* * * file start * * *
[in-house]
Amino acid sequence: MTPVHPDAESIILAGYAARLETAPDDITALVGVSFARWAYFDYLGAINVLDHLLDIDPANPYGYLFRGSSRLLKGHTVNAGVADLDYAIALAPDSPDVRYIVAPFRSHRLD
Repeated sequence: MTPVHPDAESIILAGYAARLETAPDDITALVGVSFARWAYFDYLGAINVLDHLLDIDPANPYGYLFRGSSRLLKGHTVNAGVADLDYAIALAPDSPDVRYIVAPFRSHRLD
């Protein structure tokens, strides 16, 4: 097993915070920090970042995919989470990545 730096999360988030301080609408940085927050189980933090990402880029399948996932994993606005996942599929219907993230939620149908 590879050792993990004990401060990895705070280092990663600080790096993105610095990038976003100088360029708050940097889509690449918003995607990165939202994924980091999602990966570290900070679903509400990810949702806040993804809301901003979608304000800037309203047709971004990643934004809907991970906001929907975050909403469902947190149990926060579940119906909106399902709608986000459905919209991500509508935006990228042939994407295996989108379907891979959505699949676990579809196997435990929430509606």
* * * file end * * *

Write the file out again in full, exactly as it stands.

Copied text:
[in-house]
Amino acid sequence: MTPVHPDAESIILAGYAARLETAPDDITALVGVSFARWAYFDYLGAINVLDHLLDIDPANPYGYLFRGSSRLLKGHTVNAGVADLDYAIALAPDSPDVRYIVAPFRSHRLD
Repeated sequence: MTPVHPDAESIILAGYAARLETAPDDITALVGVSFARWAYFDYLGAINVLDHLLDIDPANPYGYLFRGSSRLLKGHTVNAGVADLDYAIALAPDSPDVRYIVAPFRSHRLD
């Protein structure tokens, strides 16, 4: 097993915070920090970042995919989470990545 730096999360988030301080609408940085927050189980933090990402880029399948996932994993606005996942599929219907993230939620149908 590879050792993990004990401060990895705070280092990663600080790096993105610095990038976003100088360029708050940097889509690449918003995607990165939202994924980091999602990966570290900070679903509400990810949702806040993804809301901003979608304000800037309203047709971004990643934004809907991970906001929907975050909403469902947190149990926060579940119906909106399902709608986000459905919209991500509508935006990228042939994407295996989108379907891979959505699949676990579809196997435990929430509606």